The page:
For Individuals

A Will is a legal document which enables a person to control what will happen to their property, money and possessions (referred to as their ‘estate’) when they die.

To ensure that the deceased individual’s wishes are carried out as accurately as possible, strict responsibilities and obligations are placed upon the people authorised to distribute the estate to ensure the deceased’s wishes are followed, these individuals are called ‘executors’.

However, what happens if someone has died and the instructions in their Will seem wrong, strange or unfair? What if you suspect that they were pressured into making a gift to someone they barely knew? In certain circumstances like this, you may have the option of contesting the Will.

It is important to note that a Will cannot be successfully challenged simply because you do not agree with it. By way of example, a person is well within their rights to decide that they would rather leave their entire estate to charity than to their family. If, however, one or more of the grounds below apply, you may be able to raise a dispute.

Grounds for challenge

The person making the Will did not have capacity to make it

The question of whether or not a person has capacity can be complex. A person can be said to have capacity for some actions but not others and their capacity can be subject to change from one day to the next. A common example of a situation where a person’s capacity may be affected is where they are suffering from Alzheimer's disease.

Our Will disputes solicitors will work on your behalf to gather evidence that supports your claim, whilst providing pragmatic advice on what options are available to you.

The person making the Will did not understand what they were doing or know of and approve the terms

If a Will has been properly executed and the person making it had capacity, it will generally be assumed that they understood what they were doing. There may however be situations where the risk is higher and evidence to demonstrate that they did understand may be required. For example, if the person making the Will was blind or illiterate.

Our solicitors will be available to support you in this instance, quickly assessing the likelihood of your dispute being accepted and working with you to build a robust case.

The person making the Will was coerced into making it or into making particular gifts

A person making a Will should be acting freely and the terms of the Will should reflect what they want. They should not be subject to any pressure or influence. This is of particular concern if they are a vulnerable person.

Our solicitors for contesting a Will understand how difficult these situations can be, and will be at hand to advise and support you throughout.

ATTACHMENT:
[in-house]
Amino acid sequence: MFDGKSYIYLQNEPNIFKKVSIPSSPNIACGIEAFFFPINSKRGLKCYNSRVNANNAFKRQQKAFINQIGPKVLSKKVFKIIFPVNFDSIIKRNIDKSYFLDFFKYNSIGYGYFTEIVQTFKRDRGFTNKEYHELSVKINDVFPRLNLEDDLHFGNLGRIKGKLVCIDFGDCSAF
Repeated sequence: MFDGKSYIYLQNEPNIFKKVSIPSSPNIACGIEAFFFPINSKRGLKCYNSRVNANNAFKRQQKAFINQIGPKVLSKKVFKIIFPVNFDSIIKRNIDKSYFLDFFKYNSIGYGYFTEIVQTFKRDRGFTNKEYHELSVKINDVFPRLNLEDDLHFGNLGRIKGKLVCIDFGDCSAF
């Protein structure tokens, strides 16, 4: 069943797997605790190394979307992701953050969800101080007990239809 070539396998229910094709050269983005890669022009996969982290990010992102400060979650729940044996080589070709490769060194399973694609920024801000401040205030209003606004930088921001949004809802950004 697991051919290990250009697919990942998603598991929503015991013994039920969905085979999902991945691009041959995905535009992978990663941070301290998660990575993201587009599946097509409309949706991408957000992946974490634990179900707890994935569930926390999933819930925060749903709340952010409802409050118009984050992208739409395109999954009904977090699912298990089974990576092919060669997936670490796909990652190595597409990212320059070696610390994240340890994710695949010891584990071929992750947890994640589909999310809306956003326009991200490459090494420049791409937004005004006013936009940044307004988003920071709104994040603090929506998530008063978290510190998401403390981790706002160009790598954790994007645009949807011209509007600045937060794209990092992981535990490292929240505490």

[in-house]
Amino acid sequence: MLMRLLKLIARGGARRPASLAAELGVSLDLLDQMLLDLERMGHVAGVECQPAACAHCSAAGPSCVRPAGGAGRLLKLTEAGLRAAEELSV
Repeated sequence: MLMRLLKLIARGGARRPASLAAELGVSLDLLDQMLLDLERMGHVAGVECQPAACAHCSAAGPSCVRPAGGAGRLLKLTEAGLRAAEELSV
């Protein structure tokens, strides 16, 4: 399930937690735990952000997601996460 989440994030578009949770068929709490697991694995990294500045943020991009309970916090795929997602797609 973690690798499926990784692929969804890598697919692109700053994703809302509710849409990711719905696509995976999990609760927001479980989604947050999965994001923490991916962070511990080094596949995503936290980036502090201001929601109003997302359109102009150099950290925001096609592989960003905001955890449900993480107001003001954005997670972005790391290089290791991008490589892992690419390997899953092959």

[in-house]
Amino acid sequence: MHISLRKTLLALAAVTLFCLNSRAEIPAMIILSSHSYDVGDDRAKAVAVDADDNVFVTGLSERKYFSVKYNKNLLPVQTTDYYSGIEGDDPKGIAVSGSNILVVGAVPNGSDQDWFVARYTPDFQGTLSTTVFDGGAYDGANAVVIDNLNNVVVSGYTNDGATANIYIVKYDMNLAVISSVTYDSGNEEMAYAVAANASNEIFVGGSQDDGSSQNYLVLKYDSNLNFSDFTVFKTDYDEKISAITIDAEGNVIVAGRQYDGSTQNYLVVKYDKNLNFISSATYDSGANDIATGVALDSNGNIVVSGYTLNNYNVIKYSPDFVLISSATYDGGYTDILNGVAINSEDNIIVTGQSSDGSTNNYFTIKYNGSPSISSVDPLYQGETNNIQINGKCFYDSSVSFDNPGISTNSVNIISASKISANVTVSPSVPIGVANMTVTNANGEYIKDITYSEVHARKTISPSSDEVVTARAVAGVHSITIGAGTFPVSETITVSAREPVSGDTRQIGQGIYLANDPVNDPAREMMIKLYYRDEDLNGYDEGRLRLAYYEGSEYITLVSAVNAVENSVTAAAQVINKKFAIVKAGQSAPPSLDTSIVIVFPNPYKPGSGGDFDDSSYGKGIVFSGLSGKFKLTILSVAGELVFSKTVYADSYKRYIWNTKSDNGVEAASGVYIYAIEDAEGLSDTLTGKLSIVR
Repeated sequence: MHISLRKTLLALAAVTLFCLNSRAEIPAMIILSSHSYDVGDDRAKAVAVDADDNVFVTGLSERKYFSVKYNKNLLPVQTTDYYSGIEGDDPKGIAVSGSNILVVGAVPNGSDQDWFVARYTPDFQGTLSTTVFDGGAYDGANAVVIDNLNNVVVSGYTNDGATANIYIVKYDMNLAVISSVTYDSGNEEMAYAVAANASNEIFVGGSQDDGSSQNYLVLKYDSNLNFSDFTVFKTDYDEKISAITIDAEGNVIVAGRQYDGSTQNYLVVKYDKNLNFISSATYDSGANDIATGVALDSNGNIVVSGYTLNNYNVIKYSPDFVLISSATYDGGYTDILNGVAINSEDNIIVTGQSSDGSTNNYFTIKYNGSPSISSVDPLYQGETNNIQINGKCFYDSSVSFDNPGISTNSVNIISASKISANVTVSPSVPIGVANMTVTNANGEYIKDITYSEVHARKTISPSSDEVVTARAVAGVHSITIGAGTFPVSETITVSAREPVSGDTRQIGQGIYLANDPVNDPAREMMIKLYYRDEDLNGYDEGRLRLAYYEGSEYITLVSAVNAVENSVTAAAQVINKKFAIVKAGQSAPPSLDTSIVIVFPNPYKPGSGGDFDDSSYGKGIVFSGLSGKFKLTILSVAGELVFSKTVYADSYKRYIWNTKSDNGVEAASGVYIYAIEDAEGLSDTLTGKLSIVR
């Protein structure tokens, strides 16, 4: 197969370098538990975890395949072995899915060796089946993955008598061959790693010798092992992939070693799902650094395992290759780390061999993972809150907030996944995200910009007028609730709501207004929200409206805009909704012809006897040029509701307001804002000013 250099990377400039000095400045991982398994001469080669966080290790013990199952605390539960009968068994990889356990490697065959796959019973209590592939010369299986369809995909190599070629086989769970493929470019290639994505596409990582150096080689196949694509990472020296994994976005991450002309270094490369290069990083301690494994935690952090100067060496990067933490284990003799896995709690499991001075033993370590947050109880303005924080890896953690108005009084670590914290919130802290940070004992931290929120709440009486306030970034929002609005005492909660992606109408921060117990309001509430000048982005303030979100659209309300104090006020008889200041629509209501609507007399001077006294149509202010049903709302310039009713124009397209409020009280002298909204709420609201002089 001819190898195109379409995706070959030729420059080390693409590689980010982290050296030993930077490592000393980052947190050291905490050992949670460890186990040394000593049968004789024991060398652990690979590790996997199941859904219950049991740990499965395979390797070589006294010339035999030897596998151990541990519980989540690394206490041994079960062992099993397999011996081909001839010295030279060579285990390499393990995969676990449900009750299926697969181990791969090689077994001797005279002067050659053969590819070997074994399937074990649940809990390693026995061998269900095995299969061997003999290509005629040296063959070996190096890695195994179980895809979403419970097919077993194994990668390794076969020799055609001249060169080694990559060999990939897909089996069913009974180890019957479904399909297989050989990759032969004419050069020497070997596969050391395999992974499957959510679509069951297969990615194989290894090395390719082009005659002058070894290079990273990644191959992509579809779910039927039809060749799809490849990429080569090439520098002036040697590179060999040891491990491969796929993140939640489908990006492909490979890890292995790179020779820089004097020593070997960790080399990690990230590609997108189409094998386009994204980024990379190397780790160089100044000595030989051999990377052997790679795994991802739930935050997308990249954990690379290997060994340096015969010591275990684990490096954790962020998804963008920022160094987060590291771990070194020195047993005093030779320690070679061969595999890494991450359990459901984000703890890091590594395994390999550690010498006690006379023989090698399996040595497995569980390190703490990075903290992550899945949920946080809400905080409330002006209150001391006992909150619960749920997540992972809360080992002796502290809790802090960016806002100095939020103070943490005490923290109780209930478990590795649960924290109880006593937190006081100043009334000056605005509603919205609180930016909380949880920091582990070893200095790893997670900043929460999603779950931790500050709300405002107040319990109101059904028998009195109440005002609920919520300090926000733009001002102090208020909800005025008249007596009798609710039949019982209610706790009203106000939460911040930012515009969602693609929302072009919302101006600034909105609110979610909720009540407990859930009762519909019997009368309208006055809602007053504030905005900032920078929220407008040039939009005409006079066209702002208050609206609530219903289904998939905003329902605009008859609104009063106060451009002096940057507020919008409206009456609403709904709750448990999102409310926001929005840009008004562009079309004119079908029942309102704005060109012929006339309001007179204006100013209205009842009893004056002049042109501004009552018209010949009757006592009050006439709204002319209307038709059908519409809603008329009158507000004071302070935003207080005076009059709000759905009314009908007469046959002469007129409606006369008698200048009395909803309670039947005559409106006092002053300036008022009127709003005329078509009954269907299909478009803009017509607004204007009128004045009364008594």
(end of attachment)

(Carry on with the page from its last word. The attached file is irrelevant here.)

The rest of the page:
The Will is fraudulent or a forgery

If the Will has been made or altered fraudulently by someone else and/or the signature of the deceased person was forged, it will not be valid.

The Will was not signed or witnessed properly

To be valid, a Will must comply with Section 9 of the Wills Act 1837 which in short provides that it must be in writing and must be signed in the presence of two witnesses, who must also sign the Will to confirm they have witnessed it.

The Will was written on behalf of the deceased (by, for example, a solicitor) and the Will writer made an error

If a clerical error was made when the Will was written and it results in the document not accurately reflecting the intention of the deceased person, the Court has power to rectify it.

You are the spouse, civil partner, former spouse or civil partner (who has not remarried or entered into another civil partnership), child, cohabitee or dependent of the deceased and the Will does not make sufficient provision to meet your needs.

Such claims are made under the Inheritance (Provision for Family and Dependants) Act 1975. This Act allows the court, where reasonable, to change the distribution of the estate to benefit certain relations or dependents who genuinely need the provision to maintain them.

How and when to challenge a Will

Any challenge to a Will should be made promptly. Claims for rectification and claims under the Inheritance (Provision for Family and Dependents) Act 1975 must be brought within six months of grant of probate and any contest will be more difficult to resolve if the estate has already been distributed. If no resolution can be reached amicably using methods such as mediation, proceedings will have to be issued at court.

Contact our solicitors for contesting a Will

If you would like advice on or assistance with contesting a Will or making a Will, please do not hesitate to contact us. Our solicitors for contesting a Will have extensive experience in handling a wide variety of Will dispute cases and provide an effective and compassionate service. We have offices in Wokingham, Reading and Farnham, and you can also email us at

Alternatively, you can use our contact form to request a call back.

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